Community Impact Newspaper invited candidates to provide the responses below to help voters weigh their options. All candidates are listed below in the order they will appear on the ballot. Responses may have been edited for length.
Occupation/experience: Former HPD, Currently An Author and Consultant on Street Gangs and Violent Youth
Occupation/experience: Business Owner, Professional Photographer, Consummate Community Volunteer. In 2015 I was a candidate for City Council At-Large Position 1. With nine in the race, I was in the run-off and lost with 81,507 votes, with the Houston Chronicle endorsement.
Website: not provided
Occupation/experience: I am a lawyer by training. I spent time at Baker Botts before taking a deferral to run for Houston City Council. Before law school, I was a teacher and ran an educational mentorship non-profit called Students With Ambition Go (SWAG) To College. I have experience interning for both Councilmember Steve Costello and Mayor Turner's Office of Economic Development.
Yolanda Navarro Flores
Occupation/experience: Attorney, former State Representative and Trustee, Houston Community College Board of Trustees
Website: Not provided
Occupation/experience: Teacher (retired), I have served on the City of Houston's Boards and Commissions for 10 yrs. Industrial, Health Facilities and Higher Education
Website: Not provided
What issues do you want to be a lead advocate on?
Knox: Creating a sustainable, fiscally sound budget
Provost: I will bring my magnifying glasses to review the city programs, policies and budget. Drainage, infrastructure, transportation and homelessness. Employees/Municipal, Police and Fire be paid fairly.
Education and Crime. Houston is 183 years old, with real problems, need real solutions and I am the real person for City Council At-Large Position 1.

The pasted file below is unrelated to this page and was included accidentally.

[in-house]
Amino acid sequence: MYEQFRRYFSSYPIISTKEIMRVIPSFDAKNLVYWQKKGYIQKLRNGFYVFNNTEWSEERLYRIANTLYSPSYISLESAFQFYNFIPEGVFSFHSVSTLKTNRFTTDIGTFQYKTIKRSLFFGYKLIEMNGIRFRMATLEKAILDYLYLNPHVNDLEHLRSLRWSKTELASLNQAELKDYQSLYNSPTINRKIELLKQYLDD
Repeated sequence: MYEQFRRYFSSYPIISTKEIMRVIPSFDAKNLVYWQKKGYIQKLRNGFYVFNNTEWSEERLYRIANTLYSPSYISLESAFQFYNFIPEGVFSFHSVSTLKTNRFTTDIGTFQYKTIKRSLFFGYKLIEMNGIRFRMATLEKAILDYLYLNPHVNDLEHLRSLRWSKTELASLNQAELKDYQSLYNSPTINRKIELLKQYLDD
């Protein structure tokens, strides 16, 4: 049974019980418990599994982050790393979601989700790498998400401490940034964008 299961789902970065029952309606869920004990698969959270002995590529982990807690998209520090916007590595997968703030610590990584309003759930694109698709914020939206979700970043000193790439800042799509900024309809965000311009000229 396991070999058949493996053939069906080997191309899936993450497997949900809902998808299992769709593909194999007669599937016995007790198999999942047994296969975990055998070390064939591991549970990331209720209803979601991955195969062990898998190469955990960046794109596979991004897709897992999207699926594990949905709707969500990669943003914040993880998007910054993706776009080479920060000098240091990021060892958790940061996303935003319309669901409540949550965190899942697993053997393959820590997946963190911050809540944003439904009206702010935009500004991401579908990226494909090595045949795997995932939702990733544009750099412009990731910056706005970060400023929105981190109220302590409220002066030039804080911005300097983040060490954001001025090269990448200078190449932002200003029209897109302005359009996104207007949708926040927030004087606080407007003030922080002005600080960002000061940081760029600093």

Salhotra: I want to be a lead advocate on drainage and flood mitigation, quality of life (public transit, walkability) and economic opportunity (affordable housing, homelessness, after-school and summer programs).
Flores: Selecting one issue is difficult. Flooding is a major issue with which I am concerned in addition to the safety of our city, fire and police, infrastructure and transportation.
Blackmon: Flooding: The City of Houston must develop a Comprehensive Flood Plan in order to properly address the needed infrastructure and Lift stations to direct and redirect water to pinpoint areas of detention, retention and flow to surrounding counties tributaries This plan would include computer generated sensors for activation.
Medical Corridors:Expand Seniors and Youths Support Services benefiting medical attention closer to them and reduction in response time for First Responders
Increase Economic Development Participation
Improve Community Infrastructure
What role will you play in improving Houston's budgeting and fiscal planning?
Knox: I will continue to press for zero based budgeting practices and more transparent processes regarding city contracts.
Provost: Did not respond.
Salhotra: I will: (1) review the budget line-by-line to identify opportunities to save money; (2) examine partnerships between the City and County that can save money; (3) study other cities to determine examples of cost-savings.
Flores: Our form of city government that requires the Mayor to present the budget and the council members have the opportunity to advocate for changes in the budget. I will scrutinize budget allocations and remain fiscally responsible.
Blackmon: Currently the City of Houston's budget is 4.8$ billion with a revenue cap. As your next City Councilman I will lobby in Austin and Washington for the the to get more State and Federal dollars to address flooding, infrastructure and cadet training for police and fire departments.
What is your take on improving mobility in the city?
Knox: I am open to alternative forms of mobility, but believe we can work with METRO to improve the ride-ability of the bus systems in the short term
Provost: Did not respond.
Salhotra: 35% of Houstonians identify traffic as the number one issue facing Houston and Houstonians annually spend an average of 73 hours sitting in traffic. We need to pass METRO Next which will expand light rail to Hobby airport, BRT to Bush airport, community connector buses for the first/last mile, and increase local and express buses. Moreover, we should improve walkability and bikeability by embracing Vision Zero.
Flores: We must study transportation advancements in other cities. Transportation concerns, not only the amount of amount of time1 that people lose while sitting in traffic also affects the climate.
1. Houston area commuters waste 75 hours — almost two full work weeks — annually as a result of roadway congestion, according to an updated Urban Mobility Report, released by the Texas A&M Transportation Institute.
Blackmon: Suspension railway is less intrusive to the environment, aesthetic, quieter, fast, efficient comparatively minimum maintenance and upkeep.